If all these assertions were admitted, still the advantage of variable terminations might be denied ; for it could be proved, that they produce a preponderance of inconvenience: but though they contribute to conciseness and perspicuity in such languages as Greek and Latin, in which the personal pronouns are seldom expressed; they are not necessary to perspicuity, and would contribute very little to conciseness in English composition: and if the question be fairly tried by a sufficient number of instances, the English will be found equal to any language (however incumbered with inflection) in conciseness and perspicuity.
What impropriety is there in saying of a female, that she is an astronomer, philosopher, &c., any more than in saying, she is a botanist, scholar, &c.? The truth is, that having, very unnecessarily, adopted a number of foreign distinctions of gender, we are apt to fancy that they are very necessary, or would be extremely desirable to all nouns; just as a little indulgence is apt to produce a restless longing after ́useless or hurtful luxuries: so that, instead of saying, "We have only a sufficient number of variable terminations to make us feel our want"; we ought rather to say, we have a sufficient number of them to produce false notions and fantastic desires; and it would be much wiser to discard some we have than long for more. Such titles as Countess, Duchess, Empress, Princess, &c., may remain; but what utility is there in Actress, Arbitress, Benefactress, Conductress, Huntress, Patroness, Poetess, Protectress, Tutoress, Votaress? Even the eyes and ears (by which grammarians are wont to judge) are surely better pleased with the expressions, She is a clever actor, she is the arbiter, benefactor, conductor, patron, poet, protector, &c., than she is a clever actress, she is the arbitress, &c.
As to perspicuity, such feminine terminations contribute nothing, because the connoun She, which accompanies the noun, indicates the feminine gender as definitely as it is possible for any termination to indicate the same thing: and as to conciseness; that, in most cases, is better effected by one termination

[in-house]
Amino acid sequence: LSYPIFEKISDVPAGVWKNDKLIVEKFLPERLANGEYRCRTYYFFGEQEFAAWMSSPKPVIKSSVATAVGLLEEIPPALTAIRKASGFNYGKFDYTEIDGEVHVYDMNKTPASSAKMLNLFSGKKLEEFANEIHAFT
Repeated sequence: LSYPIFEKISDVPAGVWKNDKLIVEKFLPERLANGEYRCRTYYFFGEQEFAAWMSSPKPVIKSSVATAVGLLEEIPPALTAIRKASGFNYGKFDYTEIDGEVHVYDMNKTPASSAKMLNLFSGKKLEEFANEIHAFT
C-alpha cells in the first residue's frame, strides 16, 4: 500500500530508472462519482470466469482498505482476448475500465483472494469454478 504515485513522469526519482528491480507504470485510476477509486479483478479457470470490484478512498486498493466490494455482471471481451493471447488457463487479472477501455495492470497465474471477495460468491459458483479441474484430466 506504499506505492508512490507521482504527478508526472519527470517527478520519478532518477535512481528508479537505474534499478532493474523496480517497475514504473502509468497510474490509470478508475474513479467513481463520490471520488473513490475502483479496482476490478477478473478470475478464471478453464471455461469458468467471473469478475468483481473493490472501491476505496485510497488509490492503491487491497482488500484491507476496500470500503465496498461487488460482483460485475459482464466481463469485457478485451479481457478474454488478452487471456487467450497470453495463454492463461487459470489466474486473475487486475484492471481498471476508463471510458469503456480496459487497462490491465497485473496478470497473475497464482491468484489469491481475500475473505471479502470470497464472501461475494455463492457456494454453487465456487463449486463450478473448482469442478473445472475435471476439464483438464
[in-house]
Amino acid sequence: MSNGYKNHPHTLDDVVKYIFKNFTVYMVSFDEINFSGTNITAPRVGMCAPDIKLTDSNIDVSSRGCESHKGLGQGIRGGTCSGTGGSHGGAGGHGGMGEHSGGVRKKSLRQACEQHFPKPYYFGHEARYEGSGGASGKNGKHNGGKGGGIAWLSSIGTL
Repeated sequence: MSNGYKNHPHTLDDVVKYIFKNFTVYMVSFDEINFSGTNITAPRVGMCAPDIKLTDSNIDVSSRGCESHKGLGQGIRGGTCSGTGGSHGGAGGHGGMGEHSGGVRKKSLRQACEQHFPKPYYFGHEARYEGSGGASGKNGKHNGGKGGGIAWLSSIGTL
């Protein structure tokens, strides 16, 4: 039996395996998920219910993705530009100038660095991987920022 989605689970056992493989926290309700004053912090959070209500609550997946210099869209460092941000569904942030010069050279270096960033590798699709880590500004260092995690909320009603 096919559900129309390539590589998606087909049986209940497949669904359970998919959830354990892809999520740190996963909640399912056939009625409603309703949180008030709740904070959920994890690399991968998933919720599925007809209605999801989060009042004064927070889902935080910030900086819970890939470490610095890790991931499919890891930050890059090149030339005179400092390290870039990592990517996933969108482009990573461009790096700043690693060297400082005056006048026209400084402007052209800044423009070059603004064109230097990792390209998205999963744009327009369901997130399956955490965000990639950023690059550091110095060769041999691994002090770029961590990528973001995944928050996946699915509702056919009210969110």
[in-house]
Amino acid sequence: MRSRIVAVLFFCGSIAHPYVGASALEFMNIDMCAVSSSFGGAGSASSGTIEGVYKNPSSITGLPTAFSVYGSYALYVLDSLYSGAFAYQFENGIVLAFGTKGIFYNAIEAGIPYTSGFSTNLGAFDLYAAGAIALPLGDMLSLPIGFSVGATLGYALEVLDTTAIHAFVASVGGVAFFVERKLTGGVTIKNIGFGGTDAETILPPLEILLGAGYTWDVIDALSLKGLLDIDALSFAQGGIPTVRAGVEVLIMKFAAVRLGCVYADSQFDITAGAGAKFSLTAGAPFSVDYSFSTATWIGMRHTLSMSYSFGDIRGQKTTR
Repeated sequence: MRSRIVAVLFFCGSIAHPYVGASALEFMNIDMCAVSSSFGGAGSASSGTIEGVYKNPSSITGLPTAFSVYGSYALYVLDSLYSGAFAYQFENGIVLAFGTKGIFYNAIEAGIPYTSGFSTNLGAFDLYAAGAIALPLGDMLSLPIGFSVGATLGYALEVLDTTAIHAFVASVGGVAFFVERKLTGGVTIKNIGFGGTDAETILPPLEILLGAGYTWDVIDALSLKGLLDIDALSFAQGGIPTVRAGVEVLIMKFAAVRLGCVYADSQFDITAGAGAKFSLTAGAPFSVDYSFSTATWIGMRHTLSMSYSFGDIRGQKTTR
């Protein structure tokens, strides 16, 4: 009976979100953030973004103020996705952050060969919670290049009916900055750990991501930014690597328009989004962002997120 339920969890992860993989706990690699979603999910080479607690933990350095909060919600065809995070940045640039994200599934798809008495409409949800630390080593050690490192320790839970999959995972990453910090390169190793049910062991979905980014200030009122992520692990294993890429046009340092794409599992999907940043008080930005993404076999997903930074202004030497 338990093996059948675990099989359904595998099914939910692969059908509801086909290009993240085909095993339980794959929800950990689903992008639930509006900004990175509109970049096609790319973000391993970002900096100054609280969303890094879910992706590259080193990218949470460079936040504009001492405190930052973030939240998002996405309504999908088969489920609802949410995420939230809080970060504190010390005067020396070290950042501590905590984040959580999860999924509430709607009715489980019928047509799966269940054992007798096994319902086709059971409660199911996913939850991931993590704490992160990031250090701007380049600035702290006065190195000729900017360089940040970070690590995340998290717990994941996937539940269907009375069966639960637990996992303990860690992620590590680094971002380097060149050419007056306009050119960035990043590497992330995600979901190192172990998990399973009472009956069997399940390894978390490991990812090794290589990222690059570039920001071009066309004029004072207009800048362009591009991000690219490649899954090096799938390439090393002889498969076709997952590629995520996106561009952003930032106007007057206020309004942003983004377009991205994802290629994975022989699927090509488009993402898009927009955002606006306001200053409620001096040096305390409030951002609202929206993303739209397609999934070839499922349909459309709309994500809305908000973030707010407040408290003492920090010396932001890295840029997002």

than by several. Thus, to say, Attend, ye actors, is more concise than, Attend, ye actors and actresses: Ye adulterers, is more concise than Ye adulterers and adulteresses, &c.
We have much reason for congratulation concerning gender in reference to English nouns; for they have fortunately escaped the troublesome incumbrance of variable termination; and however the grammarians may lament their rude simplicity, there is not much danger that they will ever be changed into the likeness of Greek and Latin substantives.
The only change of termination in English nouns, besides the affix 's to denote of, is that which is employed to indicate the plural; or, that more than one is meant. The plural affix has been already explained, in treating of Pronouns. There can be little doubt that the two terminations of singular and plural import have some utility; yet, that it is much less than we are apt to imagine, is abundantly evident from the number of nouns which we have with only one termination, without experiencing any inconvenience: as, Sheep, Deer, Swine, &c. In these cases, if it be intended to indicate the singular number, or that one is meant, the purpose is fully accomplished by prefixing a; which, as already shown, is a contraction of an, i. e. ‡ane, i. e. one. what is called (very absurdly) the indefinite article 'answers a useful purpose; whereas, in ninety-nine
In such a connexion,